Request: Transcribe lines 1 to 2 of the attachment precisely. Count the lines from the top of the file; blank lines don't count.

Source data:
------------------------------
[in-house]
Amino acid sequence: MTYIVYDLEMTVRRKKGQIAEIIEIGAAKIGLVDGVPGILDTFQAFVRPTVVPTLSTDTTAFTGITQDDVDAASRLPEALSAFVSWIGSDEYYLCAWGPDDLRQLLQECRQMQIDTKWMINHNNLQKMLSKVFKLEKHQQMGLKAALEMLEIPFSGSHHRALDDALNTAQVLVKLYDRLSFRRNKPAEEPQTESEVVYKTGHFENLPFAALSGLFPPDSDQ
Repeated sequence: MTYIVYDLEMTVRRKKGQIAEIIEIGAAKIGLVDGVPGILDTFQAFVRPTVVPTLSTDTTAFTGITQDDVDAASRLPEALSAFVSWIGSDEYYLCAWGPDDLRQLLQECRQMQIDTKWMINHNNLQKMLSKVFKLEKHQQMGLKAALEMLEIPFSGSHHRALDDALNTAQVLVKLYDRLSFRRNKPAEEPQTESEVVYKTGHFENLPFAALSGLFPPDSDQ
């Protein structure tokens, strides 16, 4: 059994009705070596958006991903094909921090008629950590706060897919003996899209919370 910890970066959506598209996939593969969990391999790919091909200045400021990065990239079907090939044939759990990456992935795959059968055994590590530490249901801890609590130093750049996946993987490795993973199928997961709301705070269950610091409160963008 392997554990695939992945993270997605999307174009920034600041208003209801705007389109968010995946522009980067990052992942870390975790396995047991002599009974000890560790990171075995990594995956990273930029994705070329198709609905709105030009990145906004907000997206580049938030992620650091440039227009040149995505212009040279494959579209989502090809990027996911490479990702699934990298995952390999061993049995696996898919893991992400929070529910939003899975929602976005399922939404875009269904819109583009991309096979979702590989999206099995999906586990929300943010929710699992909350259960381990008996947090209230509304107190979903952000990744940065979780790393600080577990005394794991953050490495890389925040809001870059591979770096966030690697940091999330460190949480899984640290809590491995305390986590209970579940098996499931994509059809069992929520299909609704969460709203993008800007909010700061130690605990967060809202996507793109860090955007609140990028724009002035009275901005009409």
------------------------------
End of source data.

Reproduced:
[in-house]
Amino acid sequence: MTYIVYDLEMTVRRKKGQIAEIIEIGAAKIGLVDGVPGILDTFQAFVRPTVVPTLSTDTTAFTGITQDDVDAASRLPEALSAFVSWIGSDEYYLCAWGPDDLRQLLQECRQMQIDTKWMINHNNLQKMLSKVFKLEKHQQMGLKAALEMLEIPFSGSHHRALDDALNTAQVLVKLYDRLSFRRNKPAEEPQTESEVVYKTGHFENLPFAALSGLFPPDSDQ